Tea and Training

It wasn’t all nonstop fun and adventure in England.  Because I had been to Ethiopia, I had to watch a security video.  It had been a month since I’d returned and I finally got around to watching it.

There are all sorts of ex US Marines and ex MI5 types who sell security training to nongovernmental organizations.  I don’t want to poo-poo the seriousness of the security risks in some locations.  Aid workers do get kidnapped, raped, and killed.  But it’s rare.  The worst risk I ran in Ethiopia, I think, was getting hit by a truck.  A lot of people who are new to international work might assume that kidnaping is the biggest danger, while they’re stepping out into a chaotic street full of speeding land rovers and tuk tuks making up rules as they go along.

I plunked down on the couch with a cuppa (a cup of tea).  Below is another iconic item you find in British homes—the tea bag caddy.  They come in an endless assortment of shapes, materials, and designs.  You can buy one for 99p.  They are always stained with tea, like mine below, and usually piled with wet, cold used tea bags.

The tea bag caddy is not to be confused with another item of the same name.

This second item holds a selection of tea bags.  This is often given as a hostess gift and politely stored in the back of a cupboard until the tea becomes fossilized.  This is because, like anyone, Brits have their regular tea they are accustomed to—usually English Breakfast or Earl Grey.  They may try a bag of oolong green tea with ginger hibiscus super antioxidant goji berry essence—once—which will be enough.

Most homes have a box of PG Tips, which is referred to as “builders’ tea.”  This means it’s strong—strong enough to get a construction worker revved up to go back to his heavy labour.  It’s a utility tea—you only need to dunk it into hot water two or three times to get a massive hit of caffeine; no herbal tea “steep for seven and a half minutes in 140 degree water” here.

Plus they have an amusing spokesmonkey.

Back to the security training.  I try to keep an open mind and assume I will learn something new.  But I have watched similar videos at least four times before, and I’m also a woman who lives alone in the city and who travels the world on her own.  So yes, I am aware that I should always lock my hotel room door, and wear a seatbelt, and not leave my drink unattended in a bar.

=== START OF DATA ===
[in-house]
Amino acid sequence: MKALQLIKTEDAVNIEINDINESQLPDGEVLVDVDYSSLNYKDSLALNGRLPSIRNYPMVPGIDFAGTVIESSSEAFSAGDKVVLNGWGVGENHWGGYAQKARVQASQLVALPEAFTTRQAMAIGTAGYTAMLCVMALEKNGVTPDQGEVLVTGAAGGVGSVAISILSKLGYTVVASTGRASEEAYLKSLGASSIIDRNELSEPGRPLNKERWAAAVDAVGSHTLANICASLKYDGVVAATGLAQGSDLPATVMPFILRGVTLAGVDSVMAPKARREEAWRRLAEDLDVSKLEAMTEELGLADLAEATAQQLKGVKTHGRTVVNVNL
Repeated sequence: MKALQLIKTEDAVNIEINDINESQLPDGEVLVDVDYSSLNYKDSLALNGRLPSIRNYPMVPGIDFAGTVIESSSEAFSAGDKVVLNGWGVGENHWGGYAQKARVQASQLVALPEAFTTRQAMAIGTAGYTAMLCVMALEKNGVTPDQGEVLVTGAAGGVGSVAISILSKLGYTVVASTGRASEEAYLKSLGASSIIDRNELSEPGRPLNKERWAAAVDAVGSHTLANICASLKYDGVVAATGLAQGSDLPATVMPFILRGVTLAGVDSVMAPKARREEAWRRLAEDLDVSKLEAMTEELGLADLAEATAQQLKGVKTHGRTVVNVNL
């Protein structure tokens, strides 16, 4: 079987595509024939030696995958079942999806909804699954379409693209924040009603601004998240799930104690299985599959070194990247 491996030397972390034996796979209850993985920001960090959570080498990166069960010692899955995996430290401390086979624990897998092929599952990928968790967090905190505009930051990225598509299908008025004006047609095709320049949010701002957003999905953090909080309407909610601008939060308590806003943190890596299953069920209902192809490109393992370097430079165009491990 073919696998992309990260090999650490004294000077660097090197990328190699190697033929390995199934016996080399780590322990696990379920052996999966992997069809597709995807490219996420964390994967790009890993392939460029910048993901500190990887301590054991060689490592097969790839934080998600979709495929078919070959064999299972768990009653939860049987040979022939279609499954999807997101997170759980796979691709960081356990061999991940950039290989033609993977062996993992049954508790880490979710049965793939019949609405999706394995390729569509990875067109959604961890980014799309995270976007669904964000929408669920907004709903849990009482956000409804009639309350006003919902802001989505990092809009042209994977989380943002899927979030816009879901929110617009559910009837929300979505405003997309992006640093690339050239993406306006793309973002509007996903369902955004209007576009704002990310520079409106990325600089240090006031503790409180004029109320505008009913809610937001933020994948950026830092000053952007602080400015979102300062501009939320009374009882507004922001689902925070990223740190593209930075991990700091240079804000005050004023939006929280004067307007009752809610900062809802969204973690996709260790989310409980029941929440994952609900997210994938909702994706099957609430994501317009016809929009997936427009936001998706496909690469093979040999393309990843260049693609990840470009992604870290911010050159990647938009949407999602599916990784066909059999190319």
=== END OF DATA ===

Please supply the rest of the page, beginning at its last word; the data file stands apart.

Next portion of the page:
The video was narrated by a robotic female voice.  I felt like I was on hold for an hour with a nightmare call to my internet provider customer service line.

The video was really a powerpoint with whiz-bang transitions. The clip art below isn’t from the security training, but it featured menacing versions of these ubiquitous blue playdoh powerpoint people.

The internet at Sam’s was so slow that the training kept freezing and shutting down and I’d have to restart it.  I was missing pieces of it, I knew, but it seemed to be all about men in balaclavas kidnapping aid workers.  This would be, of course, anyone’s worst fear.  It’s also how they sell these security trainings.

Again, I don’t want to downplay the seriousness of using common sense and taking precautions.  You prepare for the worst and hope for the best, as they say.

Smarty pants me, there was a test at the end and I couldn’t pass it because I had missed one of the scenarios:

“Your car is stopped at a security check point, and soldiers demand you get out of the vehicle.  What do you do?”

  1. Loudly inform them that you are American/British/Etc.
  2. Get out, then run in a zig zag pattern into the bush.
  3. Politely refuse. Do not make eye contact.
  4. Offer them a small bribe.

None of these seemed like a good idea so I chose a different one until I passed. I am recreating this from memory, so don’t ask me the correct answer.

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